It now seems as though each subspecialist is becoming a subspecialty server specialist.

And that, as they say very tongue-in-cheek, is "special."

Anonymous said...

It is ridiculous that you accept this. If you roll over, IT geeks run all over you. If you demand excellence they will provide you with it.

Anonymous said...

Art_Vandelay - Dr. Wes - a couple of recommendations:

1. Ask if the plan is to migrate to the Cardiology Module - Cardiant. It is definitely less robust than each of the best-of-breed systems you've mentioned but it is quickly getting to the "80/20" function level (i.e., 80% of the most needed functions to do the ROUTINE processes are there). If/when you get this going, ensure they allow you to "result" and "electronically sign" the individual results still generated in each of these best-of-breed systems (e.g., MUSE).

2. With the systems you mention, this actually is a result of point solutions being implemented for medical image and waveform capture (i.e., an information system being connected to a biomedical device (EKG, echo) to capture the non-standard data flowing from the device). This gets into a whole other scenario of FDA certifications, vendors who don't want to work together, biomedical engineering vs. IT, purchasing standards, etc. These systems will not go away anytime soon BUT you can:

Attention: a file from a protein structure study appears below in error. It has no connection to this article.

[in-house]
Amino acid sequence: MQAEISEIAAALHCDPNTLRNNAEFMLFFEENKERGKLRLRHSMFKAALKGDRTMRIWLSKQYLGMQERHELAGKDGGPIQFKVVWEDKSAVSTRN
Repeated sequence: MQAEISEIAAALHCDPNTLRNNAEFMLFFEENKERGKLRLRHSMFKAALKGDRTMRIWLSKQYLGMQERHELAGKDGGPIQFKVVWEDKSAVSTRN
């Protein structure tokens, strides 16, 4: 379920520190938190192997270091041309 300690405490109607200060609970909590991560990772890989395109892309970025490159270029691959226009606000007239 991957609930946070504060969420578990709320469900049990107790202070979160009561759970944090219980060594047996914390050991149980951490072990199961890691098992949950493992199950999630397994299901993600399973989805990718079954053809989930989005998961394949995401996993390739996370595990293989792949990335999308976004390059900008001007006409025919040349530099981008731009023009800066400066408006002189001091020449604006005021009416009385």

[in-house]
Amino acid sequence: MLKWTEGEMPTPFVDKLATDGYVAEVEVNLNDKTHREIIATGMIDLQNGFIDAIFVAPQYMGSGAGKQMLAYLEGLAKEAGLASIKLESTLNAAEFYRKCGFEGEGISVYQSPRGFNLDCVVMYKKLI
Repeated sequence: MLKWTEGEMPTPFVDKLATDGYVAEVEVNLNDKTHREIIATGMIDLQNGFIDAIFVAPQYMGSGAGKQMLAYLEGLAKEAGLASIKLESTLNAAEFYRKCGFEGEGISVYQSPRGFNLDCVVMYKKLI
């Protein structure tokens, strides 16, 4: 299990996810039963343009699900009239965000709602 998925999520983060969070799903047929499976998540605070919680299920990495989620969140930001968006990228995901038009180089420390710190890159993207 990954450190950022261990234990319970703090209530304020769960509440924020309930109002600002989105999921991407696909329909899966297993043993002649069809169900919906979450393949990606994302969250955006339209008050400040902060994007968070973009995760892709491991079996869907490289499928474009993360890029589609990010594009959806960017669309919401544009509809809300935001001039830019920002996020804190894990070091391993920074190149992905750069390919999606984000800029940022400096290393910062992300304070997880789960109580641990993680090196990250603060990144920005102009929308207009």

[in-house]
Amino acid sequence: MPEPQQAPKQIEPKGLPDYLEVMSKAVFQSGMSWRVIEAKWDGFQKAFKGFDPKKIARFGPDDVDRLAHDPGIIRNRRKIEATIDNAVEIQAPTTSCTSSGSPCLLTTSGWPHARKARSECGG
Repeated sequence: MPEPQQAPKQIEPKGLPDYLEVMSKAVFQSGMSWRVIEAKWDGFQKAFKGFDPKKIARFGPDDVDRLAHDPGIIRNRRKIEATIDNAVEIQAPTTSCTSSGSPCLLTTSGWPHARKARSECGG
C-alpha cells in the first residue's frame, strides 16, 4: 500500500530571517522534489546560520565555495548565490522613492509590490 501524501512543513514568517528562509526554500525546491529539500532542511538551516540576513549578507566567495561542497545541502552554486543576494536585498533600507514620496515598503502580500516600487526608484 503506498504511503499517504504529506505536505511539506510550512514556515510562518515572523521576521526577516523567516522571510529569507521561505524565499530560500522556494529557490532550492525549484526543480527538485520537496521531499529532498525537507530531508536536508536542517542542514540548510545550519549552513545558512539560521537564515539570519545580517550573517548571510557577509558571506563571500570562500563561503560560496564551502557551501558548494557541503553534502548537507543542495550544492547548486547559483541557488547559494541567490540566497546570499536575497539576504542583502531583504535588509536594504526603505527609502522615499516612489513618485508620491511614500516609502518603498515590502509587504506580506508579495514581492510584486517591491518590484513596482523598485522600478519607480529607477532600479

* Have the waveform images sent to Epic (GE has an interface for this with some nice options)
* Have the Cardiology Picture Archiving and Communication System (PACS) images sent to your organization's PACS repository or to Epic (e.g., from Siemens KinetDx, Caths). Cardiology vendors typically use a more proprietary form of "DICOM standards" which are used to integrate any image into a PACS repository. Minimally, a pointer record (like a web hyperlink) can be stored in Epic and if you click on it in the results area, it will automatically launch the PACS application and view the specific image (a little slower but it can work)

3. Since you will still need to go into these hybrid biomedical-IT applications for some time for the other 20% of the work (and because it won't be as often, you'll really likely forget your password) ask for a single sign-on (SSO) application or a CCOW application (this will log you into the different applications and can call-up patients automatically between the applications - i.e., if you have my record up in Epic, ALT-Tab to MUSE, my EKG records will come up in MUSE)